MILWAUKEE — Steph Curry has noticed a pattern recently, and you probably have, too. The Warriors fall into a humongous hole in the first half, mount a furious comeback after the break, and come up just short.
Well, one of those things happened Thursday against the Milwaukee Bucks.
What was on pace to be the most lopsided loss in franchise history ended as only the worst defeat of the season, 118-99.
“To be honest, I’m not concerned,” coach Steve Kerr said afterward. “We’re just in a rough patch of our season. It happens to every team every year pretty much. We’re in a bit of a rut. … We just have to get back on track.”
The Warriors are limping into the season’s halfway point. At 30-11, they still hold the league’s second-best record but have lost four of their last five.
With all their success, the Warriors are almost always the recipients of their opponents’ best effort. Klay Thompson noted as much after the recent loss Thursday in Memphis. But with the coin flipped Thursday, facing the defending champions, the Warriors’ struggles only got worse.
The Warriors allowed their most points in a half this season (77) and narrowly avoided their worst 24 minutes of scoring, too, on an Otto Porter Jr. 3-pointer just before halftime.
“We just didn’t play with our normal identity,” said Kevon Looney, who scored seven points and grabbed seven rebounds in his a homecoming for the Milwaukee native. “We have games where we don’t make shots like tonight, but we’ve always relied on our defense.”
The 39-point halftime margin made for the Warriors’ largest deficit at intermission since the franchise moved to California in 1962-63. Things turned around slightly in the second half to avoid the worst defeat in franchise history, too.
A sign of the times: Thompson found himself wide open from beyond the arc early in the third quarter without a defender even closing in on him. He bricked the shot, the fifth in a string of seven straight misses by the sharpshooter. He finished 3-for-11 from the field (2-for-7 for 3) for 11 points in his third game back from a two-season absence. He won’t play Friday at Chicago in the second of back-to-back games.
Curry was limited to 12 points, tied with two other games for his second-lowest scoring total of the season.
Thompson’s return was supposed to inject some life into a troubled Warriors offense, but their problems scoring the ball have only been exacerbated since he joined the rotation.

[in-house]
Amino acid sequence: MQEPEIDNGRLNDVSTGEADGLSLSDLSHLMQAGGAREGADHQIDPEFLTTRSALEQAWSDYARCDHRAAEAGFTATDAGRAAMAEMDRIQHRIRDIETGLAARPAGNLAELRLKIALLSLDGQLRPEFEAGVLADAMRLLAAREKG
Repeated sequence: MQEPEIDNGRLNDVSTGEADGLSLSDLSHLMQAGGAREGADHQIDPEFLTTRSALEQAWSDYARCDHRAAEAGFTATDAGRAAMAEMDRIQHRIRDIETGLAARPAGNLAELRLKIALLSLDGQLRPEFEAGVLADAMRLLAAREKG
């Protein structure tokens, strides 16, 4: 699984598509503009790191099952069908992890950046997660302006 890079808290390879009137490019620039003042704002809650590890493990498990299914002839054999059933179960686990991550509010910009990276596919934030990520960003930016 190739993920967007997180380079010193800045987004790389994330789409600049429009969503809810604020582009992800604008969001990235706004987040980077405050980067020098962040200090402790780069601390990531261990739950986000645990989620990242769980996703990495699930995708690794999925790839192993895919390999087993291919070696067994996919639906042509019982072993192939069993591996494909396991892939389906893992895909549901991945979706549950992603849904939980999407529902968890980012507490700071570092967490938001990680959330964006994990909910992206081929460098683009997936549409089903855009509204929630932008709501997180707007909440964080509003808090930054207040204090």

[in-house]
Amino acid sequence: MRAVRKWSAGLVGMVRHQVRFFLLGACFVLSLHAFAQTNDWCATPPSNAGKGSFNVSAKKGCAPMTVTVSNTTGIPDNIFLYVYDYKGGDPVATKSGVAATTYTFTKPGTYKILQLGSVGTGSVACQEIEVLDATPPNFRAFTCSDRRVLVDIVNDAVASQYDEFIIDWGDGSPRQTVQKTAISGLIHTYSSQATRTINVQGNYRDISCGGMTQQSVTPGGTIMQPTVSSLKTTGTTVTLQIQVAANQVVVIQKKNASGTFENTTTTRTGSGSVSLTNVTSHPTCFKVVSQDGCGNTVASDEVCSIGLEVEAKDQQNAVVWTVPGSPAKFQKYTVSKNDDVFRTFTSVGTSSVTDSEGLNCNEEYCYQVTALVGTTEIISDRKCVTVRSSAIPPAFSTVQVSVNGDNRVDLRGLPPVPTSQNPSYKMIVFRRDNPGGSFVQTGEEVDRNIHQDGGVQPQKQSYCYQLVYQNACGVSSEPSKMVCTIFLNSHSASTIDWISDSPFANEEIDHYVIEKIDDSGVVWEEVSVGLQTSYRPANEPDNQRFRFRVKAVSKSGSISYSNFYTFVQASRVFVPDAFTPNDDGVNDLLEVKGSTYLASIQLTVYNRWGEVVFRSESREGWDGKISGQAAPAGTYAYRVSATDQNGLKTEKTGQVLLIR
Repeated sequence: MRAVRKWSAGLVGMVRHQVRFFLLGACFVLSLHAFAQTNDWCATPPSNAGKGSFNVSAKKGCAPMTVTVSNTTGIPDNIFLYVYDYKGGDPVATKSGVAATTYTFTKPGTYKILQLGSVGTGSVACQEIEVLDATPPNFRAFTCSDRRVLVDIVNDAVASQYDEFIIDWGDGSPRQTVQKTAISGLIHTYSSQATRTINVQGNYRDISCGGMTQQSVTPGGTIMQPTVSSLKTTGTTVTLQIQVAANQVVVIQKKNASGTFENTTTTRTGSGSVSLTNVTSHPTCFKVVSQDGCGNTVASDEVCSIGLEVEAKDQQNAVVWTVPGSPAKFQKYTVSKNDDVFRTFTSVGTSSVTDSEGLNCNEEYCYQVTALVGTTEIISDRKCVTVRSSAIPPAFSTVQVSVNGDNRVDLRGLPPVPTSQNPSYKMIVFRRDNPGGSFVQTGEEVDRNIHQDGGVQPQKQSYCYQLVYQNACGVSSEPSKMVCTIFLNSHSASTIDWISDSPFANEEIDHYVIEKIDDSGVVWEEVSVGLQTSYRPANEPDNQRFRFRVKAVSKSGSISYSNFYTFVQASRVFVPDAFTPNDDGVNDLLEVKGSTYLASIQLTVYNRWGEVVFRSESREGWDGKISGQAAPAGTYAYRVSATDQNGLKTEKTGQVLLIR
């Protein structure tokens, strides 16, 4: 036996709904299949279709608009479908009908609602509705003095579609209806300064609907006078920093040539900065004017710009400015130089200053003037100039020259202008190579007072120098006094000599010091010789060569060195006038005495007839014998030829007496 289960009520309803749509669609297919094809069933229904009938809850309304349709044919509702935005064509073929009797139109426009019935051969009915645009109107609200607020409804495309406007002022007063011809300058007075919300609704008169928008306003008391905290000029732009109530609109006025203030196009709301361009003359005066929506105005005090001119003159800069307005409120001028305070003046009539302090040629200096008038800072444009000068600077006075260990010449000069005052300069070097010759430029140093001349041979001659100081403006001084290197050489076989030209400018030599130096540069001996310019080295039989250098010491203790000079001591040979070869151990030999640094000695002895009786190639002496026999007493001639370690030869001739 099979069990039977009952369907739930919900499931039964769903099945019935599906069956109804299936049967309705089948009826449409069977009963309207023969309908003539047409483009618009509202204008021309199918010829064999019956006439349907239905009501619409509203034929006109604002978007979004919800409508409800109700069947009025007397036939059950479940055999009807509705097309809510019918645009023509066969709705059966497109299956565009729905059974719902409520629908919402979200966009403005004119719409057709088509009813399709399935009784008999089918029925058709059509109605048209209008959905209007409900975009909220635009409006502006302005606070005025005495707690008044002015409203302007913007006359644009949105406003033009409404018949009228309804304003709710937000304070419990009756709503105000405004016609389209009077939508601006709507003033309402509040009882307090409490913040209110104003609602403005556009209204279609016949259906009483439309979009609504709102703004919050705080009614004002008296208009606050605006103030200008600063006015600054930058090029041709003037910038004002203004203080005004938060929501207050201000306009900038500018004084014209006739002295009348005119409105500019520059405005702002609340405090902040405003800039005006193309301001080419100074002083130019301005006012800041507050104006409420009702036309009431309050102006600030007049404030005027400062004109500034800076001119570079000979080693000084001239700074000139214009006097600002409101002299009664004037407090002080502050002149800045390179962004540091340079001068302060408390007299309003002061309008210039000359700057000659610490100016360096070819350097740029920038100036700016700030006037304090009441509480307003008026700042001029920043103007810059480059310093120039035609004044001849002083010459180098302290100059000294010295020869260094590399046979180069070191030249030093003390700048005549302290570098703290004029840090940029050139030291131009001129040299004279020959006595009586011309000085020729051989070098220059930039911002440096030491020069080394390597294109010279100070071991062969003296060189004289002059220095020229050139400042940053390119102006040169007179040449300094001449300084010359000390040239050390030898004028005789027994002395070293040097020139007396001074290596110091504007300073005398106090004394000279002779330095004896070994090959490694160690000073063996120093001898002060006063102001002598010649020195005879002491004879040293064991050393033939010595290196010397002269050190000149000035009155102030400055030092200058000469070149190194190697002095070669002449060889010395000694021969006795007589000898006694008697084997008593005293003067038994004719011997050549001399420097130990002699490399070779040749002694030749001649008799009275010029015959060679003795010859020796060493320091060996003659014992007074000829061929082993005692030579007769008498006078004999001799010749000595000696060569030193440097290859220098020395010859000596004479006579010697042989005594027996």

Against the Bucks, the Warriors were held to 34.7% from the field, their fourth straight game shooting below 43% and their worst mark of the season. Only in the second half did their assists (20) begin to eclipse their turnovers (15).
“I think we’ve lost a little confidence as a group. You could see we had a lot of open shots that weren’t going and we were kind of hanging our heads and then they’re making everything,” Kerr said. “It was just one of those nights.”
While the Warriors reintegrate Thompson into the offense, Kerr said they would rely on the defensive identity they established during the first 40 games of the season. Entering Thursday, Golden State was the top-ranked defense in the NBA, by a number of metrics.
But without its most important chess piece – Draymond Green is home with a tight calf – Golden State was left floundering against Giannis Antetokounmpo, the two-time MVP, who can be an impossible task even for a team at full strength.
Antetokounmpo torched the Warriors for a triple double — 30 points, 12 rebounds, 11 assists — one of three Milwaukee players with at least 20 points. The Bucks became the first team to shoot better than 50% from the field against the the Warriors this season.
The Warriors have held opponents below 100 points for an entire game 17 times this season, but the Bucks reached that mark on their first shot of the fourth quarter.
“Giannis was amazing. We were sending a lot of help and he was finding shooters,” Kerr said. “We weren’t well connected and we weren’t rotating really well. … It’s impossible to win a game and to get an offensive rhythm if you’re taking the ball out of the net every play.”